SpaceX Starship: here’s how much an inter-Earth flight will cost

London to New York in 30 minutes, anyone?


SpaceX’s Starship is coming, and it could offer flights to some of Earth’s biggest cities that last less than an hour.

The rocket, currently under construction at the company’s Florida and Texas facilities, is designed to support some of SpaceX’s most ambitious missions like a trip around the moon and a city on Mars. But one of its most interesting features could be its ability to send humans point-to-point around the Earth, cutting the 11-hours-and-50-minutes flight time of a trip between London and Hong Kong down to just 34 minutes.

Pricing is yet to be determined, but SpaceX has dropped hints about the eventual price for a ticket on the rocket. In comments shared by CNBC reporter Michael Sheetz, SpaceX president Gwynne Shotwell described these launches as a “derivative industry” for the company. During the same appearance last Friday, where she spoke on stage with investor Ron Baron at New York’s Metropolitan Opera, Shotwell stated that tickets would cost a little more than an economy-class flight, but cheaper than a first-class ticket.

As work continues on the Starship, Shotwell’s comments paint a clearer picture about what to expect from the upcoming rocket. SpaceX employees have previously stated that the company plans to use Starship to send up a satellite in 2021, host a trip around the moon in 2023, and establish a city on Mars by 2050. After CEO Elon Musk unveiled the first full-size ship prototype in September 2019, the race is on to get a prototype to orbit and unlock the next stage in the company’s development.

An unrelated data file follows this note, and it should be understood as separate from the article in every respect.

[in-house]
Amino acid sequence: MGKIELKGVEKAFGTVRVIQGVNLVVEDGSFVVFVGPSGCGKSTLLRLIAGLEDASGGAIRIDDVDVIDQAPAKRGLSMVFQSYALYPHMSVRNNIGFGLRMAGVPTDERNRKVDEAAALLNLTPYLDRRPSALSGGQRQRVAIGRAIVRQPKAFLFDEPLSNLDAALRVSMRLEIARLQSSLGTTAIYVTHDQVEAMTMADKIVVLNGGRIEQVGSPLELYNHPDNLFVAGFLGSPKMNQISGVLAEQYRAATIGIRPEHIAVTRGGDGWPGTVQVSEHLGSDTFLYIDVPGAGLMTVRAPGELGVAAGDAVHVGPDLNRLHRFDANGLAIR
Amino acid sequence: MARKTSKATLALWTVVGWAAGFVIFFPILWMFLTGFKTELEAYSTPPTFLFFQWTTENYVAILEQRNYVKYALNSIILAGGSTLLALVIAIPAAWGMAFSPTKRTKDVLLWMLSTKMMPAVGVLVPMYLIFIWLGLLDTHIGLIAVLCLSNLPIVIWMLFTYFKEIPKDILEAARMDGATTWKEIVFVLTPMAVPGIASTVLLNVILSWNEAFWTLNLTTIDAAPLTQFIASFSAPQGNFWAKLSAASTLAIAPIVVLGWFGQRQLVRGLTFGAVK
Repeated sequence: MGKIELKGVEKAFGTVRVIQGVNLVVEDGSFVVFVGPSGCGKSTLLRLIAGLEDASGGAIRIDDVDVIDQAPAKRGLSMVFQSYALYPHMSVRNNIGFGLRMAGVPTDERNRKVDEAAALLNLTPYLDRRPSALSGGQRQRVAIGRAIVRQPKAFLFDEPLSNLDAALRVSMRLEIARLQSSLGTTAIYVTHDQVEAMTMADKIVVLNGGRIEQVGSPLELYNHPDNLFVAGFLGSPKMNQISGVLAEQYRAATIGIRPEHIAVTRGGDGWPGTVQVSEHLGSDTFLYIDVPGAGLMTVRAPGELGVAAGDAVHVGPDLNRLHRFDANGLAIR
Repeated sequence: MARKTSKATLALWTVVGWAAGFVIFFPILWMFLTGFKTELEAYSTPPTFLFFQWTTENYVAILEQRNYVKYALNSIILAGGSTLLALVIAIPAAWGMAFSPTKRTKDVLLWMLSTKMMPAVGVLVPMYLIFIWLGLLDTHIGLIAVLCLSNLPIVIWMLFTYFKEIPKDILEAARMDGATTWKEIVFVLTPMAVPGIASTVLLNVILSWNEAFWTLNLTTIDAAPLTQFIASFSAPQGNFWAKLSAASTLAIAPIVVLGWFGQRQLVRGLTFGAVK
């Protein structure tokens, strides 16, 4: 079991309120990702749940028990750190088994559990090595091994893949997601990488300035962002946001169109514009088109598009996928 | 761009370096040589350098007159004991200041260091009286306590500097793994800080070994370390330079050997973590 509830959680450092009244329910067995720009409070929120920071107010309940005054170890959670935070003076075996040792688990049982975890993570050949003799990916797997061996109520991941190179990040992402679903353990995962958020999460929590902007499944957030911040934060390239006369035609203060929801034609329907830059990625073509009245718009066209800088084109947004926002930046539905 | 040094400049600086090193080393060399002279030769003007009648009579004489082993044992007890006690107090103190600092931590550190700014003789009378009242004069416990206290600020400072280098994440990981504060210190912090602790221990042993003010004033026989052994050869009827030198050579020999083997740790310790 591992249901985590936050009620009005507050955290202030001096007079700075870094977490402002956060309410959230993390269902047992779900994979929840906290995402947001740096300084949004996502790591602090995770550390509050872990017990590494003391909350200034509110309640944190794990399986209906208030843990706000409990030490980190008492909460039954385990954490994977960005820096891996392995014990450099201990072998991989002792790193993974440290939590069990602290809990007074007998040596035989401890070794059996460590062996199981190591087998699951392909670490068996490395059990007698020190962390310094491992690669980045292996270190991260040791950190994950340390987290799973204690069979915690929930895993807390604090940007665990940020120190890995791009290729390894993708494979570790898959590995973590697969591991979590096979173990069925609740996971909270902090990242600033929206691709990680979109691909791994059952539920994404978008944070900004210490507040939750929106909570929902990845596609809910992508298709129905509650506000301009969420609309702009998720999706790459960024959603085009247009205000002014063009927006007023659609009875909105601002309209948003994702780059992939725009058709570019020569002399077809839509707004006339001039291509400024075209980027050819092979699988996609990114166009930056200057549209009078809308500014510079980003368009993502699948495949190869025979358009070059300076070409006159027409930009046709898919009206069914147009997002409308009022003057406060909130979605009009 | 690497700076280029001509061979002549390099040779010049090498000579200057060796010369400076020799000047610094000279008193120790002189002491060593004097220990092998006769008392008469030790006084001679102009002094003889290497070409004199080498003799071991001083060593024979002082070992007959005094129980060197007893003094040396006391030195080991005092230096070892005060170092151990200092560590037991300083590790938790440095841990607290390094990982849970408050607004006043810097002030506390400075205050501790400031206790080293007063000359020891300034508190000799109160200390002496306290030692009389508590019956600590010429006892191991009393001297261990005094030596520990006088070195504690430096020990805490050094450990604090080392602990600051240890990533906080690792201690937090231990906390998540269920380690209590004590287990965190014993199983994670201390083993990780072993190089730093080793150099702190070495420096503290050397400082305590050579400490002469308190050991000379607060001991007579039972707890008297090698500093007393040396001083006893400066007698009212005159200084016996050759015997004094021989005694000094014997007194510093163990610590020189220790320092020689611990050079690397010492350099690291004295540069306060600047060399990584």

"Starship halves being joined." Elon Musk shared this photo on his Twitter account on Friday, September 27, 2019.

Elon Musk/Twitter

SpaceX Starship: how much a ticket would cost

When Musk unveiled the BFR in September 2017, the Starship’s predecessor, he explained that the cost per seat for an inter-Earth flight should be “about the same as full fare economy in an aircraft.” Shotwell’s recent comments suggest that it may cost slightly more.

So how much is that? Let’s take the New York to London route, which SpaceX says should take 29 minutes. MoneyInc found in 2017 that the route from Heathrow Airport to John F. Kennedy Airport costs $1,544 for economy and $10,735 for first class. Inverse’s own analysis found last-minute flights for $1,188 in economy and $13,643 for first class.

This chimes with the approximate figures from Sam Dinkins in the Space Review. He estimated that each flight would cost $1,055,000 to transport 853 passengers, equating to $1,200 per paid seat. Around 70 percent of that money goes on propellant, 20 percent on maintenance, and the rest on paying the crew and amortization costs.

Elon Musk, standing underneath Starship Mk.1.


SpaceX Starship: what you’d get with an inter-Earth flight

The Starship’s inter-Earth flights might not be a particularly comfortable experience. The Starship’s pressurized cabin space is comparable to that of an Airbus A380, and should fit around 100 people with comfortable living arrangements.

For the inter-Earth flights, Musk has suggested the rocket could hold around 1,000 people. Musk compared the flights to an inter-continental ballistic missile moving at Mach 25, or 19,182 miles per hour. It’ll move a fair amount faster than the approximately 600 mph of a jet engine, but that means SpaceX couldn’t provide amenities like bathrooms or food.

“Probably needs a restraint mechanism like Disney’s Space Mountain roller coaster,” Musk stated on Twitter in June 2019. “Would feel similar to Space Mountain in a lot of ways, but you’d exit on another continent.”

A previous version of SpaceX’s website claimed the rocket would offer New York to Los Angeles in 25 minutes, London to New York in 29 minutes, and Sydney to Singapore in 31 minutes. Musk has also suggested it could link to hyperloop, the 700 mph vacuum-sealed pod transit system, to cut travel times from the spaceport to the city center down to 10 minutes.

Musk even wants to cut back the amount of carbon going into the air with each flight. The long-term goal is to use carbon capture to collect the carbon dioxide, then use a series of processes to produce liquid oxygen and methane. This will be used to power the Raptor engines at the base of the Starship.

The Starship could send humans to distant planets and expand the species. But based on the company’s recent comments, it could transform inter-Earth travel.

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